University of Tennessee won't self-impose bowl ban after internal investigation into rules violation of football program

The University of Tennessee has concluded its year-long internal investigation into rules violations within the football program that led to the firing of head football coach Jeremy Pruitt and will not self-impose a bowl ban, the university announced Thursday.

In a statement, the university said it was "moving forward with our focus on rebuilding our football program and supporting student-athletes" and that it would "hold ourselves accountable considering the nature of the violations, our prompt investigation and corrective personnel, the new recruiting environment and other factors."

Sources told ESPN that the university does plan to self-impose penalties other than a postseason ban such as a reduction in scholarships and other recruiting restrictions. The university has yet to receive a notice of allegations from the NCAA, according to sources.

While the NCAA has been heavily involved in Tennessee's internal probe, which was aided by former NCAA investigator Michael Glazier and the Bond, Schoeneck & King law firm, the NCAA has yet to make a final ruling on Tennessee's case and could still levy its own penalties.

"NCAA bylaws prevent us from sharing details of the investigation at this time, but we do commit to providing that information when we are able," the university said in a statement.

Sources told ESPN that Tennessee had hoped to have a resolution from the NCAA by the end of this current football season at the latest, and given the NCAA's notoriously slow investigation process, decided some time ago that it would be "unfair to penalize current student-athletes who had nothing to do with any of this" by self-imposing a bowl ban.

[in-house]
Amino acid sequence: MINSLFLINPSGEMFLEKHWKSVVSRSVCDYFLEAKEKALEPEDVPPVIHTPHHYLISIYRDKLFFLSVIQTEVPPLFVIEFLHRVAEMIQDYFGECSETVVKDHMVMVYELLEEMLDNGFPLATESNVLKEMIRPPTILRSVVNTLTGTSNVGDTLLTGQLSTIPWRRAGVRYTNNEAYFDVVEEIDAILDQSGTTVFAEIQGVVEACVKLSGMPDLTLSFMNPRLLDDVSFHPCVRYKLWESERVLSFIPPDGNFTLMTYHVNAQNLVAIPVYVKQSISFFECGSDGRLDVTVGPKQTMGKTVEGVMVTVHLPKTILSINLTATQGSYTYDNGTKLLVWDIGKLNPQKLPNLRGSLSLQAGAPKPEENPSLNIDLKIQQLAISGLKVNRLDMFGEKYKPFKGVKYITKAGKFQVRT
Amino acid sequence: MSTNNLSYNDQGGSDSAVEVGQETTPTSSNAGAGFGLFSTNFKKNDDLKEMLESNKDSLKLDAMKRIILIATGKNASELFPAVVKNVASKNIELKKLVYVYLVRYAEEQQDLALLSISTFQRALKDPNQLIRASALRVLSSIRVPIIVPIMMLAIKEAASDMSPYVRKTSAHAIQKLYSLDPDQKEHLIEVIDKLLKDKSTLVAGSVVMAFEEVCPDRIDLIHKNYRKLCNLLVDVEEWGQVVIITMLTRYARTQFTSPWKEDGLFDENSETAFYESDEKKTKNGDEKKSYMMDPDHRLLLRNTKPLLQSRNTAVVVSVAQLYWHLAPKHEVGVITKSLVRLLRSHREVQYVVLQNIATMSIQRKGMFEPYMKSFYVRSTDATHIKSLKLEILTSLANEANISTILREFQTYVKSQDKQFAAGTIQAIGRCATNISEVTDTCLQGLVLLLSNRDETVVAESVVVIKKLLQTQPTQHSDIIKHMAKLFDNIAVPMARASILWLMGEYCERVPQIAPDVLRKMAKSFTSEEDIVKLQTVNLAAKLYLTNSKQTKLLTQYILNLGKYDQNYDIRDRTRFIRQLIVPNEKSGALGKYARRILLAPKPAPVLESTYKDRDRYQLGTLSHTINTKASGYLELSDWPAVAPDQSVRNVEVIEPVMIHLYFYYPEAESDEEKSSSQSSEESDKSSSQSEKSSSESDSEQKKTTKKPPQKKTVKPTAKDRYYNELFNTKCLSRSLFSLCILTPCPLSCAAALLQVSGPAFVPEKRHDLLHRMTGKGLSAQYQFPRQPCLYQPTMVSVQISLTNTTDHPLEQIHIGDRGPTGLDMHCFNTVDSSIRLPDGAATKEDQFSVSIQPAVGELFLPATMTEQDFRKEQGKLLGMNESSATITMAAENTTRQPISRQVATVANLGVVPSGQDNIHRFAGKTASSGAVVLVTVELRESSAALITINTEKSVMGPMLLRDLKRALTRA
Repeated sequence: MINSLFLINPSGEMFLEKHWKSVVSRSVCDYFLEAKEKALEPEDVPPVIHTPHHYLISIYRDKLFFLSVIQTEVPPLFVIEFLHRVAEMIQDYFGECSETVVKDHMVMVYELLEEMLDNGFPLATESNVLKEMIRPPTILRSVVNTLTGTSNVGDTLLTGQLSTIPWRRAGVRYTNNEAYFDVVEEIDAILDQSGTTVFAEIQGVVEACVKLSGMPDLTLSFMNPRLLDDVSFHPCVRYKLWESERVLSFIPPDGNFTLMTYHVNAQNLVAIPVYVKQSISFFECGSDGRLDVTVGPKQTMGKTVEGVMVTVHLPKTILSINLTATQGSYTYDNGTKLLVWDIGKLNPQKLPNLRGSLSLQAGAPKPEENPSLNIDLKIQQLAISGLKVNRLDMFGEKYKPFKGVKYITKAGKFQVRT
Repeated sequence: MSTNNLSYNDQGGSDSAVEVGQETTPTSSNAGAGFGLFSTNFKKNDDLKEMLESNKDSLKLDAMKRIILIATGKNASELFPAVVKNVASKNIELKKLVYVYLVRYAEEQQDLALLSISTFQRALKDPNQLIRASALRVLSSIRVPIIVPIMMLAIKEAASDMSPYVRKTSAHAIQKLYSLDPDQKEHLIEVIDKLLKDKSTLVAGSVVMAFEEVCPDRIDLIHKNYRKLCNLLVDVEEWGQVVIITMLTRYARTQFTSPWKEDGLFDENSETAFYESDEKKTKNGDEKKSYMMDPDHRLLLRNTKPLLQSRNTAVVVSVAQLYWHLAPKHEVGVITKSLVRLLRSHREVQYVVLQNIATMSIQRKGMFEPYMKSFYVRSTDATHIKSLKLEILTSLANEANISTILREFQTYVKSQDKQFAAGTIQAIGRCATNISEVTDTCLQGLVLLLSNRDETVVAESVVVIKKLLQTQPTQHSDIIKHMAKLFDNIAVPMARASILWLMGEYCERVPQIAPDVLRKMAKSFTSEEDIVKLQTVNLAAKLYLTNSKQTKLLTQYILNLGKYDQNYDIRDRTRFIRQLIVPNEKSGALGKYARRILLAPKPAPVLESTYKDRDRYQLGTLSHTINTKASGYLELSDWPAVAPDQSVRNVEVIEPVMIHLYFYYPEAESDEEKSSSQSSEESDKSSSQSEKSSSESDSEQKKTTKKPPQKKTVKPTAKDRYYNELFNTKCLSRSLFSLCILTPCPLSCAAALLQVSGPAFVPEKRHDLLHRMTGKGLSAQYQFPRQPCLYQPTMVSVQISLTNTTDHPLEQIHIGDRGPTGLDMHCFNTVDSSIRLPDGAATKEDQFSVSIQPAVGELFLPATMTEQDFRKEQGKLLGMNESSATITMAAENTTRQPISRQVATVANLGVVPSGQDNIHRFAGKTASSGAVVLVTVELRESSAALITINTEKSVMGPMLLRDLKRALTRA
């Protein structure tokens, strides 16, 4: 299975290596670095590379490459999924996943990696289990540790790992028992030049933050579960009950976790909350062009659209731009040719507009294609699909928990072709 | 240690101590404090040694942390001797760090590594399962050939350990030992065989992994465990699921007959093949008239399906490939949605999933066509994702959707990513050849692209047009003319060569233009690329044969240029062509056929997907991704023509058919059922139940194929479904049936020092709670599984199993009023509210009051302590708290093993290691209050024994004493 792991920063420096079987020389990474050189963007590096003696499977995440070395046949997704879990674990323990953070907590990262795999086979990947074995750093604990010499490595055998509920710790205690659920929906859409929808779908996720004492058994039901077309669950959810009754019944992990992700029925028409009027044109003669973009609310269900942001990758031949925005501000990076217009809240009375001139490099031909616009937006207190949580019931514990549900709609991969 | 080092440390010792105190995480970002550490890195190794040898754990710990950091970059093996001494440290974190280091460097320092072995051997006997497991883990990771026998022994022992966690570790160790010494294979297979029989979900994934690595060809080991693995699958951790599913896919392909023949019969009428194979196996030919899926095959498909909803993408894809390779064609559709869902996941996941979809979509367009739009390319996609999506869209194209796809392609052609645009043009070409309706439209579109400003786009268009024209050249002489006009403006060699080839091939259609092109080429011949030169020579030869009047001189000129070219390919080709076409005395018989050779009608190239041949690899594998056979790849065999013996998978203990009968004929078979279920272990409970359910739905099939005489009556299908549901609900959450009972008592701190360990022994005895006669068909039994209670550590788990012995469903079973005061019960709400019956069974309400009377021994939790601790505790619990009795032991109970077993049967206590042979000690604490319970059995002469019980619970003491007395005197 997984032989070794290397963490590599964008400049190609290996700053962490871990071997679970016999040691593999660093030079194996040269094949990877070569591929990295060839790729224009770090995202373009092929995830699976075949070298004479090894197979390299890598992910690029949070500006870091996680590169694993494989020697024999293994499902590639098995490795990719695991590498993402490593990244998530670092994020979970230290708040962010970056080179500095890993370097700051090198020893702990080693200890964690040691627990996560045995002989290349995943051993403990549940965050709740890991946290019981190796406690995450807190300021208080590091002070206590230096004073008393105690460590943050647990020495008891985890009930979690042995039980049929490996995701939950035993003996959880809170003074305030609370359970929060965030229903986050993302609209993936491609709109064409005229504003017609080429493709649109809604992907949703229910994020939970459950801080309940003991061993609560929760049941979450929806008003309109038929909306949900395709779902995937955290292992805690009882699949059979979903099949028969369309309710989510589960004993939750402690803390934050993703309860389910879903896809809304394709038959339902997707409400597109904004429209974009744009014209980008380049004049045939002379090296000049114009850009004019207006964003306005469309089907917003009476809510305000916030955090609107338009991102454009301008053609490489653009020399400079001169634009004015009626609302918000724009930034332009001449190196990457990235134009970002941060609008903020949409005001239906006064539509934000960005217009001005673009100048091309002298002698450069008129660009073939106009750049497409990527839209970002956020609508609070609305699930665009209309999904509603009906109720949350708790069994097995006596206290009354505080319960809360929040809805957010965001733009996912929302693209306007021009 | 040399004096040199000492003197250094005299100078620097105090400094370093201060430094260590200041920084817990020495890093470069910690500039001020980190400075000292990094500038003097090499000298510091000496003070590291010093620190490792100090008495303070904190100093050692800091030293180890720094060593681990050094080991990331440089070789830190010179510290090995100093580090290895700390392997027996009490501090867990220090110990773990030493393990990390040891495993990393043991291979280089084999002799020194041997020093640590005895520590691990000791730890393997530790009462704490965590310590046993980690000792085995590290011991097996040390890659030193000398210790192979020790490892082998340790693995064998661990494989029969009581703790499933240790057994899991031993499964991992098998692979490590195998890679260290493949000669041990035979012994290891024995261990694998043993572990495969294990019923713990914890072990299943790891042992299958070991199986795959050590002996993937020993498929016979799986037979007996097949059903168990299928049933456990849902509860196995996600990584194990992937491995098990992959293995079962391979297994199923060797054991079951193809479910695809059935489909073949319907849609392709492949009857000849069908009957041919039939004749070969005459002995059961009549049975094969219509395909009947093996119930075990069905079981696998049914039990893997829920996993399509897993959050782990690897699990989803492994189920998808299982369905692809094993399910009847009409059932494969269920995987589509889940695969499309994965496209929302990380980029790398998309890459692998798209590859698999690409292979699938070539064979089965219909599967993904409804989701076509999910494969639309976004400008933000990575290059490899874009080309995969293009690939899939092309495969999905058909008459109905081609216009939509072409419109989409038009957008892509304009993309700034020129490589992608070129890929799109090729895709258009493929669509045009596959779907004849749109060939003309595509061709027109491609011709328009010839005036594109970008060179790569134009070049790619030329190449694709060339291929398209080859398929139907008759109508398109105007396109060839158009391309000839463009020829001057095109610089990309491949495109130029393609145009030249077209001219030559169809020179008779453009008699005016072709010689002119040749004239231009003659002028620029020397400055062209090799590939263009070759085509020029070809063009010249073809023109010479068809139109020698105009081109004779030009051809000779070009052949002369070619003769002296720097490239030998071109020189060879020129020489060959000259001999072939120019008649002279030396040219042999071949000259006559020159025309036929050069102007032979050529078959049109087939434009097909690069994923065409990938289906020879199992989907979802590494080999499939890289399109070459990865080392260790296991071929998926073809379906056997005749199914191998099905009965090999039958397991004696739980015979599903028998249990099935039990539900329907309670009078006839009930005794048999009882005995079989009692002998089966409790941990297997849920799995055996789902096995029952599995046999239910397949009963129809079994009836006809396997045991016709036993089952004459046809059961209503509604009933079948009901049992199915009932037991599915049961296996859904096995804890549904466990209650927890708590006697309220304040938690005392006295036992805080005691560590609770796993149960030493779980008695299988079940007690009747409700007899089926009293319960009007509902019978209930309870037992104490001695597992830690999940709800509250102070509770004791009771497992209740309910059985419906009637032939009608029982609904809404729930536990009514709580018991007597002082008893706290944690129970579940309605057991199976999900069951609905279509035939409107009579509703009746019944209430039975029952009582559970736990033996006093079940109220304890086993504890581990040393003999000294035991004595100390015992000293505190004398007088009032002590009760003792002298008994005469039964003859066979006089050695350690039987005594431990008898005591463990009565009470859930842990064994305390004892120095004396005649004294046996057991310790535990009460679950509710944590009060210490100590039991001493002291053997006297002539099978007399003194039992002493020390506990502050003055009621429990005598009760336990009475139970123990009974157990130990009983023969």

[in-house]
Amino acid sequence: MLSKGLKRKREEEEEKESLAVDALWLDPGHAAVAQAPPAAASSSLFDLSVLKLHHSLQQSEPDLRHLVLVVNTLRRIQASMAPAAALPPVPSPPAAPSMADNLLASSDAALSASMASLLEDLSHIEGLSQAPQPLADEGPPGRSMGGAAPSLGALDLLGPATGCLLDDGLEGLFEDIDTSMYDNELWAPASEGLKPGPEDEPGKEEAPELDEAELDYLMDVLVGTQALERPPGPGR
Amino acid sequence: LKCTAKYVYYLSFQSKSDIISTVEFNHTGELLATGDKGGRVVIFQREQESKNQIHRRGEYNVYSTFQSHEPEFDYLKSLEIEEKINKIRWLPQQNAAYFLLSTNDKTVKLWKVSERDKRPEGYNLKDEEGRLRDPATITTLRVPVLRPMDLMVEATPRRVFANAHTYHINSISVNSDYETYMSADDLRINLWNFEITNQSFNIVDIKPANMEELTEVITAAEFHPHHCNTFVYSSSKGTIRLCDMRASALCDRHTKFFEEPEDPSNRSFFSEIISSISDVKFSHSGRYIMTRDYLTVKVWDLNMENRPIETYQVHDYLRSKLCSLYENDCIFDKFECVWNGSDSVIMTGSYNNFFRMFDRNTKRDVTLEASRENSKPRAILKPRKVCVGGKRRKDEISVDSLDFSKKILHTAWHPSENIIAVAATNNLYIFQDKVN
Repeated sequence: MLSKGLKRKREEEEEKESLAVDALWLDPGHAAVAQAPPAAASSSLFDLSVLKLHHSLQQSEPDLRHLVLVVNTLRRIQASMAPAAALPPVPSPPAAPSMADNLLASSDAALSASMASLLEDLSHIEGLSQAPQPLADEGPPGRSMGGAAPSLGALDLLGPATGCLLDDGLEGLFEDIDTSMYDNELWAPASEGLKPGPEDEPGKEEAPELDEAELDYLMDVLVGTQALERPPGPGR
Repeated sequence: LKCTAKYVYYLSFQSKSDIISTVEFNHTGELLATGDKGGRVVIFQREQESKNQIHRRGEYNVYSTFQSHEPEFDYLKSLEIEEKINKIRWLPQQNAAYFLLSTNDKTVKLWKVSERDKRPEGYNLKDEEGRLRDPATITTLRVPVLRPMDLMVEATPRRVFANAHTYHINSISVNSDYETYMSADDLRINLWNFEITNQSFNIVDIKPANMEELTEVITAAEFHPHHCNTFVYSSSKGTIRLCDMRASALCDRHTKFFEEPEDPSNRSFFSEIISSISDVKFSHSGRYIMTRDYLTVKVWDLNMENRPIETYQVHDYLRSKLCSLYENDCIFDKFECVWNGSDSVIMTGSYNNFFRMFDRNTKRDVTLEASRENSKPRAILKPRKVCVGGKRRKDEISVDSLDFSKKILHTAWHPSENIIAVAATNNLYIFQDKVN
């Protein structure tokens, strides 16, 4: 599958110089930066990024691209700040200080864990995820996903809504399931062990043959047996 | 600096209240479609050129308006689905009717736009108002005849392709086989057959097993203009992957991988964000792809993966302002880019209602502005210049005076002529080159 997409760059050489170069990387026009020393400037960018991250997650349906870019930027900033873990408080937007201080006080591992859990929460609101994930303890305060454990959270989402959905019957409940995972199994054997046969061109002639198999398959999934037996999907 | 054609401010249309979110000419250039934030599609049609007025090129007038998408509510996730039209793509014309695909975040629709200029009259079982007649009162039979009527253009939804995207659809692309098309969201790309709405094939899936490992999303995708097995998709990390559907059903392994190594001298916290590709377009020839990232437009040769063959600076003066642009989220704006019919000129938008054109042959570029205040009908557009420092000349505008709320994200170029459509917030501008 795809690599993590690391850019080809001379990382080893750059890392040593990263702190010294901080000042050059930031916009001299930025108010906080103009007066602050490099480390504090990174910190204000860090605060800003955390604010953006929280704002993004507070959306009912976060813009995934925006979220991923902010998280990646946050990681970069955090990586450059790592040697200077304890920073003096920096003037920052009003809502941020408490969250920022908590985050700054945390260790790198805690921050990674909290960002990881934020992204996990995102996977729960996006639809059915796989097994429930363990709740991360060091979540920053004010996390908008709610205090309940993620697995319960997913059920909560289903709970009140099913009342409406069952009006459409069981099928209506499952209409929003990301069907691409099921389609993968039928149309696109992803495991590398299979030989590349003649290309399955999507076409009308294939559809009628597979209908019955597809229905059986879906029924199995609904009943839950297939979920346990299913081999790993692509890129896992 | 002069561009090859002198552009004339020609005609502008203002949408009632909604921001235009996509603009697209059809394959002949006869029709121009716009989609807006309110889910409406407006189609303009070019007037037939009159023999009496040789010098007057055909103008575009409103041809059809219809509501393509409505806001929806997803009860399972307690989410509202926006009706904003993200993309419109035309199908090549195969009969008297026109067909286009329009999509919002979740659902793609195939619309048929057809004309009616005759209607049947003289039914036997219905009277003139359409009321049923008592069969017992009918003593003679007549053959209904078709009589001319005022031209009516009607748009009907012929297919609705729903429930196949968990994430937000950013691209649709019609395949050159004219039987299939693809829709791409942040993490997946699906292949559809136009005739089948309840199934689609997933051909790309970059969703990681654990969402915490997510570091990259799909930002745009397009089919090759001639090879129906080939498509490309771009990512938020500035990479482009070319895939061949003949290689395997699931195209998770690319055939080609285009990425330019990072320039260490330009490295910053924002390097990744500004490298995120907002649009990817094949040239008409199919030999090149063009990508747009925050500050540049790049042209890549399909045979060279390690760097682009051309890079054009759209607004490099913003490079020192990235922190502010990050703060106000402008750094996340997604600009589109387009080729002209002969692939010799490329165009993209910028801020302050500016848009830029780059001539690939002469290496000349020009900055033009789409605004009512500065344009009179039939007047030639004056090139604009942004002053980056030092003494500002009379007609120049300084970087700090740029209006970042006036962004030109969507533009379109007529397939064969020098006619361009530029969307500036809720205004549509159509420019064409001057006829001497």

Tennessee fired Pruitt on Jan. 18 for cause after announcing a month earlier that it had hired Bond, Schoeneck & King to assist with its in-house investigation.

In its termination letter sent to Pruitt in January, the university concluded that the conduct by at least two assistant coaches and several recruiting staff members were likely to lead to an NCAA finding of Level I and/or Level II violations of one or more Governing Athletic Rules and that these likely findings were the result of either Pruitt's material neglect or lack of reasonable preventive compliance measures.

Donde Plowman, UT's chancellor, said in January following Pruitt's firing that it was "stunning" and "shocking" the number of people involved and the amount of incidents the university's internal investigation had uncovered.

Last month, an attorney representing Pruitt gave Tennessee officials an Oct. 29 deadline to reach a financial settlement with the former Vols football coach, or face a lawsuit that he says will include details of myriad NCAA rules violations in the football program and other sports and result in debilitating NCAA sanctions. No resolution has been reported.